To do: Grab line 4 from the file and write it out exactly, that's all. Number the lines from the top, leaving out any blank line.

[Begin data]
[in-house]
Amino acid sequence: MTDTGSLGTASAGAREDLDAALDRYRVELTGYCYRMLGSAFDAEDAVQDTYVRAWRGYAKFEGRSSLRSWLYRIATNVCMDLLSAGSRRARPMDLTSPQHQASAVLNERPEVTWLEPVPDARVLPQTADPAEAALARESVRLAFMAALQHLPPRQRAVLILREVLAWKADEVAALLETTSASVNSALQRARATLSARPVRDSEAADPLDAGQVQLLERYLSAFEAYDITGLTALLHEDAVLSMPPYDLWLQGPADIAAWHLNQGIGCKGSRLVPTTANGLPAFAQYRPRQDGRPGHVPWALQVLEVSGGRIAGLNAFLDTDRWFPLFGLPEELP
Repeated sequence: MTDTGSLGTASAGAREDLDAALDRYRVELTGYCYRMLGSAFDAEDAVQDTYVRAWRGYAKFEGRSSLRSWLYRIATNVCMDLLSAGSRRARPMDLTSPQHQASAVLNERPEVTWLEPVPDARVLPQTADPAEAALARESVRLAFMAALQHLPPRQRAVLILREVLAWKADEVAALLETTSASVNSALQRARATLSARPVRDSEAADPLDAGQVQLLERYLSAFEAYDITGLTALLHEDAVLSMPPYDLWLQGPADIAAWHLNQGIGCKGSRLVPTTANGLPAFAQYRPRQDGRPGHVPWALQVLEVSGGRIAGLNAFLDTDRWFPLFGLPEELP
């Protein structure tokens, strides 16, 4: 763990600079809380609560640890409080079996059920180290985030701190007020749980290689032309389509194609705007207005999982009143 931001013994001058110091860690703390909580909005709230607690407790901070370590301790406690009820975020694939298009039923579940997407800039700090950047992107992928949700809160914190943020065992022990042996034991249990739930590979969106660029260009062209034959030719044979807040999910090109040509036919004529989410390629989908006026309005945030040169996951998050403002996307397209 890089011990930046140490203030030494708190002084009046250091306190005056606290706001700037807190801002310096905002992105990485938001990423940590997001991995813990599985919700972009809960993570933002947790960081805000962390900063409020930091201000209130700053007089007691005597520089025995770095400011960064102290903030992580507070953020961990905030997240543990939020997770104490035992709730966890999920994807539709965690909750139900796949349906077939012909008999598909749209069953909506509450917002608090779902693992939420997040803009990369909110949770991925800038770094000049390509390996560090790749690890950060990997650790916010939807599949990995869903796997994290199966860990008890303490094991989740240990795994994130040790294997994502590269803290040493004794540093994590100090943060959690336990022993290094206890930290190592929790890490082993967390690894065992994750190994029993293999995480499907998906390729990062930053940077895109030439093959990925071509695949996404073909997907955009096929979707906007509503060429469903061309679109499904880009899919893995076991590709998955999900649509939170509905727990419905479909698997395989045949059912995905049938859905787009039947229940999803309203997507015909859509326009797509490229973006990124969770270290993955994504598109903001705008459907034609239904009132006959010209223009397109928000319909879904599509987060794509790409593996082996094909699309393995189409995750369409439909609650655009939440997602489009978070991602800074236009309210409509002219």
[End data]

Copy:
């Protein structure tokens, strides 16, 4: 763990600079809380609560640890409080079996059920180290985030701190007020749980290689032309389509194609705007207005999982009143 931001013994001058110091860690703390909580909005709230607690407790901070370590301790406690009820975020694939298009039923579940997407800039700090950047992107992928949700809160914190943020065992022990042996034991249990739930590979969106660029260009062209034959030719044979807040999910090109040509036919004529989410390629989908006026309005945030040169996951998050403002996307397209 890089011990930046140490203030030494708190002084009046250091306190005056606290706001700037807190801002310096905002992105990485938001990423940590997001991995813990599985919700972009809960993570933002947790960081805000962390900063409020930091201000209130700053007089007691005597520089025995770095400011960064102290903030992580507070953020961990905030997240543990939020997770104490035992709730966890999920994807539709965690909750139900796949349906077939012909008999598909749209069953909506509450917002608090779902693992939420997040803009990369909110949770991925800038770094000049390509390996560090790749690890950060990997650790916010939807599949990995869903796997994290199966860990008890303490094991989740240990795994994130040790294997994502590269803290040493004794540093994590100090943060959690336990022993290094206890930290190592929790890490082993967390690894065992994750190994029993293999995480499907998906390729990062930053940077895109030439093959990925071509695949996404073909997907955009096929979707906007509503060429469903061309679109499904880009899919893995076991590709998955999900649509939170509905727990419905479909698997395989045949059912995905049938859905787009039947229940999803309203997507015909859509326009797509490229973006990124969770270290993955994504598109903001705008459907034609239904009132006959010209223009397109928000319909879904599509987060794509790409593996082996094909699309393995189409995750369409439909609650655009939440997602489009978070991602800074236009309210409509002219």